It would seem that the venerable magazine The Economist really believes the global economic crisis is over, since it is now turning the focus of its formidable expertise from economics to climate science. And by climate science, I don't mean the economic implications of the political policies of the eco-fascists in Copenhagen who are seeking to further cripple an already damaged global economy. No, the magazine has actually published an article attempting to examine the large difference between the raw data produced by Australian weather stations and the massaged version of that data subsequently published by the Global Historical Climate Network.
Now, I would have thought that The Economist would be rather more concerned about delving into the complete failure of its writers to identify the budding financial crisis of 2008 or to notice that the so-called economic recovery looks increasingly like statistical smoke and mirrors now that the Obama administration is making noises about what will be the third federal stimulus plan in two years. Instead, it has elected to play defense attorney for the climate-change charlatans in an article titled, Skepticism's limits, which encourages everyone without a Ph.D. to shut up and trust the scientists.
Why? Why do these people keep bugging us like this? Does the spirit of scientific skepticism really require that I remain forever open-minded to denialist humbug until it's shown to be wrong? At what point am I allowed to simply say, look, I've seen these kind of claims before, they always turn out to be wrong, and it's not worth my time to look into it? Well, here's my solution to this problem: This is why we have peer review. Average guys with websites can do a lot of amazing things. One thing they cannot do is reveal statistical manipulation in climate-change studies that require a Ph.D. in a related field to understand. So for the time being, my response to any and all further "smoking gun" claims begins with: show me the peer-reviewed journal article demonstrating the error here. Otherwise, you're a crank and this is not a story.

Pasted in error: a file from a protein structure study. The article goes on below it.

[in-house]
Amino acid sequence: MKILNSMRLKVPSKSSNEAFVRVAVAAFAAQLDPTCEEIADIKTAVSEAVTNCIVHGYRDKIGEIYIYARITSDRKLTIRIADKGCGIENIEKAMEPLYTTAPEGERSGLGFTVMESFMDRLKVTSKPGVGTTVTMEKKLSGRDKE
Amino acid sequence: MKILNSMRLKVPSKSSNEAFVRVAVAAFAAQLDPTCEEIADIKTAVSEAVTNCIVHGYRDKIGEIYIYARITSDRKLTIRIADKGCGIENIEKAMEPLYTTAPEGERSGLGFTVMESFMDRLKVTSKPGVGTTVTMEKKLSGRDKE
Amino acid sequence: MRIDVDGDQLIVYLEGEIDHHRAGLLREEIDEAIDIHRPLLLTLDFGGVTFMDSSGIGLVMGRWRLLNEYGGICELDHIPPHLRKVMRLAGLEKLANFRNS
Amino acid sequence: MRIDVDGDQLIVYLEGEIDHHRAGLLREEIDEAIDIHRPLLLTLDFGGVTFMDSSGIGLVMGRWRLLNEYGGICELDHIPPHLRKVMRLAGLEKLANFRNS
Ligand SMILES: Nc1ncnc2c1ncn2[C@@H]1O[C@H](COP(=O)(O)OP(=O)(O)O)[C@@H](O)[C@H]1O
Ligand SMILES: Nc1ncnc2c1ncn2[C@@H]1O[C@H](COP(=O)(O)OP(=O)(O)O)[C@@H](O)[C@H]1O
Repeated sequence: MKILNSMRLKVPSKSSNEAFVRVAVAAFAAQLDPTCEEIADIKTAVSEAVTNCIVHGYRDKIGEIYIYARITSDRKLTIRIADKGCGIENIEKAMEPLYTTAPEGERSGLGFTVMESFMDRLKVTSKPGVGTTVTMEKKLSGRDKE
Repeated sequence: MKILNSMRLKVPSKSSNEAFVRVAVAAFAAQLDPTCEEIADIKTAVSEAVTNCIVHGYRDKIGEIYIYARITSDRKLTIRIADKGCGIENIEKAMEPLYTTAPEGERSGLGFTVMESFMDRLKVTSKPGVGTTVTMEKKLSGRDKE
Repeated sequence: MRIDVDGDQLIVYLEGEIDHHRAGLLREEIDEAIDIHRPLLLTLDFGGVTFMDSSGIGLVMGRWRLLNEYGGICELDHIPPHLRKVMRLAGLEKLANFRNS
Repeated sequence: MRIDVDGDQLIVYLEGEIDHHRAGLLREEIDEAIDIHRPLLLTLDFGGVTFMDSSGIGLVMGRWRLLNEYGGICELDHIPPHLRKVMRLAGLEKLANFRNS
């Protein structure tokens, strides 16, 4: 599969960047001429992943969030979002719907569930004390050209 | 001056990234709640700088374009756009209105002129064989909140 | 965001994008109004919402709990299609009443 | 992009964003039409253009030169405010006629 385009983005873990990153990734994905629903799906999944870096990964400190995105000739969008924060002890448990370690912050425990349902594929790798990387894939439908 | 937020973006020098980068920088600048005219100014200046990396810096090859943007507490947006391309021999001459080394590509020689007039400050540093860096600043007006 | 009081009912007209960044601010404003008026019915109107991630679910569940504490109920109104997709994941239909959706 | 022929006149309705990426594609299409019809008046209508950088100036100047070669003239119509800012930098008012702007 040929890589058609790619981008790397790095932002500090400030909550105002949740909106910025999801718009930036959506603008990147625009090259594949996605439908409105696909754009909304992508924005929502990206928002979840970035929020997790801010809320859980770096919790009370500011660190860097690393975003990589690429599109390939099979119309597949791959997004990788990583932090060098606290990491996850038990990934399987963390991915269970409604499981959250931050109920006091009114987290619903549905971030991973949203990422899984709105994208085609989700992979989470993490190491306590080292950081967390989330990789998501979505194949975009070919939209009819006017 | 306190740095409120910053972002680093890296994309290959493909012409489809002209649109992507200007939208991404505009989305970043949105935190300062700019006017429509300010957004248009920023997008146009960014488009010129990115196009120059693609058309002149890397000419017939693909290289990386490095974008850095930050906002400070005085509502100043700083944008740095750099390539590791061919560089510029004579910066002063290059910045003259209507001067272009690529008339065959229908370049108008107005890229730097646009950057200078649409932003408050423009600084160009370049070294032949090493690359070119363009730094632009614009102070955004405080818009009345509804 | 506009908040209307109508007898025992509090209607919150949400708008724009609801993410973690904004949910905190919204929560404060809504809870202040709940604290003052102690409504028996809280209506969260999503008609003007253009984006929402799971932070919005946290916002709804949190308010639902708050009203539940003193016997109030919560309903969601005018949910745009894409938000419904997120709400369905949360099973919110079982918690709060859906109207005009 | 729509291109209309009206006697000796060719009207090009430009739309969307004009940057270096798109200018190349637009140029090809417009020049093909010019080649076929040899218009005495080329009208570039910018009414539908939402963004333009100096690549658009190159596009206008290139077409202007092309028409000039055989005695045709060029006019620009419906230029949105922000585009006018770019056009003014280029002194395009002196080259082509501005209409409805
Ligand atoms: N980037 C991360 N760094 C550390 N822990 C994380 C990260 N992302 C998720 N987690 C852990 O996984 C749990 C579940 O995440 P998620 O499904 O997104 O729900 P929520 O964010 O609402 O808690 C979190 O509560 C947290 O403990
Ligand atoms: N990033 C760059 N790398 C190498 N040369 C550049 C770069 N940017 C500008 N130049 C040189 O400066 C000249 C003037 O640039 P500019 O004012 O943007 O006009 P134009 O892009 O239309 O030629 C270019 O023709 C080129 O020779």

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There are three problems here. First, as the skeptic whose work is being assailed points out in his response, the Economist article completely fails to debunk the criticism. While two trivial mistakes were correctly identified, neither error was sufficient to call the conclusions into question, let alone justify its dismissal. Second, one does not require a Ph.D. in a related field to correctly identify statistical manipulation. A background in mathematics or statistics will actually be much more useful in a forensic examination of statistical fraud than a doctoral degree in climatology or meteorology.
Third, peer review is not science. It is nothing more than the corruption of science by scientists. Consider the remarkable saga of professor Rick Trebino, a physicist at the Georgia Institute of Technology, whose attempt to publicly discuss the errors made in a paper published in a prestigious journal turned into an absurd 122-step tale of hypocrisy, political intrigue and abuse of editorial power that reads like something written by Kafka.
41. Receive the second set of reviews of your Comment.
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42. Notice that Reviewer #3 continues to like your Comment and continues to recommend its publication.
43. Notice that Reviewer #2 continues to hate it for taking issue with such a phenomenal paper, which finally debunked such terrible work as yours, and again insists that your worthless Comment not be published.
44. Note further that Reviewer #2 now adds that your Comment should under no circumstances be published until you obtain the important details from the authors that you confessed in your response to the reviewers you were not able to obtain and are not ever going to.
It has never been clearer that science is too important to be left to scientists. Climategate is merely the ice cube in the amaretto sour that the polar bear sitting on top of the huge iceberg is drinking. While the scientific method is worthy of trust, it is manifestly clear that many scientists are not. And scientists whose career and income depends entirely upon scaring the public into providing government grants should not be trusted any more than any other professional political lobbyist or used-car salesman. Scientists have no one but the numerous bad apples in their midst to blame for the public's increasing skepticism about science and scientists alike. And telling the public to place blind trust in the political process of peer review in lieu of actual science is only going to confirm the skeptics in their suspicions that something is very, very rotten in the present state of science.
As for The Economist, I expect we can look forward to reading numerous articles in the future agonizing over why it missed all the obvious signs warning of the return of the Great Depression.